A beautiful marriage

More importantly—given Sound Shapes is a video game in addition to an art project—it's a much better platformer than I thought it would be.

You control a small, nameless blob, a pathetic-looking entity at the mercy of its world (think LocoRoco). In the words of the game, red things hurt it. The little orb can stick to certain surfaces and scrunch itself up to gain speed and drop from walls and ceilings onto platforms below. Unlike in LittleBigPlanet, another creative Sony platformer, the controls here are pitch-perfect on both Vita and PS3, and the platforming is challenging, but never frustratingly so (until the Death Mode levels that are unlocked after the campaign is complete).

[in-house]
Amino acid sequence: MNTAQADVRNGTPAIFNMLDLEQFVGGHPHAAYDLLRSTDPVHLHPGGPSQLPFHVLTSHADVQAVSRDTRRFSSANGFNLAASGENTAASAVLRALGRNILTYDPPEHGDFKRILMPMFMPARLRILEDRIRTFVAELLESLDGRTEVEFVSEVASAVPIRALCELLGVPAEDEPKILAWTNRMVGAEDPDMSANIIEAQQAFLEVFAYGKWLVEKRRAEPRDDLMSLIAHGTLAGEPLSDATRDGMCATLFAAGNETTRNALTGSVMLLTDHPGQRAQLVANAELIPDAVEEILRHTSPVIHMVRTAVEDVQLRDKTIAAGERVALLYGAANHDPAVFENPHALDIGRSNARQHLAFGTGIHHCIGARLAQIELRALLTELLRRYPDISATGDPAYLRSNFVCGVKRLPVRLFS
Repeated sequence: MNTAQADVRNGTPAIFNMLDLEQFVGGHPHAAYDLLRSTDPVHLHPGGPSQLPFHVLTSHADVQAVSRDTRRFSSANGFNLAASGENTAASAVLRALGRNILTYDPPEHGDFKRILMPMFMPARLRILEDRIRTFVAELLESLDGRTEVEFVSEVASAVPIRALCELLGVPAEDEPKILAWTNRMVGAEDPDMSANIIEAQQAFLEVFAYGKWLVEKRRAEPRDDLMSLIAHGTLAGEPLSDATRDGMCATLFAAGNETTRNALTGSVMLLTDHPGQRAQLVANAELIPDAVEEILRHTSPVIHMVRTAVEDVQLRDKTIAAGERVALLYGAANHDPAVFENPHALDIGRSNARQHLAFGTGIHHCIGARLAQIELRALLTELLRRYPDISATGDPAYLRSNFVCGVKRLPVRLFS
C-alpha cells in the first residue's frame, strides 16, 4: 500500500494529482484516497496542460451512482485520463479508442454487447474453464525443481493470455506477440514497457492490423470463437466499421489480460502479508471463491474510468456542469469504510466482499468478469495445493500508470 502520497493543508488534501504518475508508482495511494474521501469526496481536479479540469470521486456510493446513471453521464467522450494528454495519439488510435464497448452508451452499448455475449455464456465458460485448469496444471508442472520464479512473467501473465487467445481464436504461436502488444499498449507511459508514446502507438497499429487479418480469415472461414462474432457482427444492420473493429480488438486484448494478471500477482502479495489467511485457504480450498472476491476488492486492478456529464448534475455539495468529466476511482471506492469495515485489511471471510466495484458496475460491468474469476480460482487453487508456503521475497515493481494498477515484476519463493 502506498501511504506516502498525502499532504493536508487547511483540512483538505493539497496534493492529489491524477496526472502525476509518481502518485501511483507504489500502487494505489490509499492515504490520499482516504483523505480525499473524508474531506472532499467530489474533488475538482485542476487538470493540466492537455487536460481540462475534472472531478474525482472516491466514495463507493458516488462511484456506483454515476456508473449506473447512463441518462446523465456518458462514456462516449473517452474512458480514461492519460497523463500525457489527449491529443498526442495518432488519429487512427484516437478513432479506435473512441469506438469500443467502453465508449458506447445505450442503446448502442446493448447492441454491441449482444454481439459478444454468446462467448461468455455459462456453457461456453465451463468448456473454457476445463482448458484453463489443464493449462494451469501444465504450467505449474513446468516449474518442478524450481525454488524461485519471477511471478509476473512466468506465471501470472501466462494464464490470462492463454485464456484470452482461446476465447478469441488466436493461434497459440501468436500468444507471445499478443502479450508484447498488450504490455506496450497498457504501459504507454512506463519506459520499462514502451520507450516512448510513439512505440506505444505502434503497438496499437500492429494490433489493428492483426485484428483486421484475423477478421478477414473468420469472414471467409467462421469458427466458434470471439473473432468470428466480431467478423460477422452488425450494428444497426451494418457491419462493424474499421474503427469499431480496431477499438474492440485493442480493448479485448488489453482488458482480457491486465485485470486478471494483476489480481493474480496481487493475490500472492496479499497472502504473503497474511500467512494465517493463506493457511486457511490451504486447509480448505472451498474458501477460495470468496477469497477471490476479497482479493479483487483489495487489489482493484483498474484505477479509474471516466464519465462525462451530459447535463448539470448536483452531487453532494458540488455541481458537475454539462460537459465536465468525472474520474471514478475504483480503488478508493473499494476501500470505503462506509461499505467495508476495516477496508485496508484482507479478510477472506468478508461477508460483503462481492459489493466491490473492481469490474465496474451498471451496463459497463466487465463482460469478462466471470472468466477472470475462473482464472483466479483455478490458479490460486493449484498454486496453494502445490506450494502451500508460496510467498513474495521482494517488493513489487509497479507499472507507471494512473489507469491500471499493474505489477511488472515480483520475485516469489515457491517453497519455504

Navigating the physical manifestations of songs from Beck, Deadmau5 and the like allows you to experience those sounds in new ways, not least because you'll be able to influence them directly. In place of the obligatory coins/gems/rings/insert-other-platformer-trope-here, scattered liberally around each level are…well, they call them coins, but they're more like sound loops that are activated as you collect them.

Think of each level's many separate screen-cells as bars of sheet music. The coins represent the notes, their shapes indicating different instruments and sounds. As you collect them, their sounds are added to the song in a loop that only ends once you've advanced a few screens past them.

It's unique in a platformer to have such an immediately tangible reward for picking up those "coins." And each song becomes iterative, constantly building and shedding noises as your movements and actions add and subtract elements of the mix.

So what does any of that have to do with the future?

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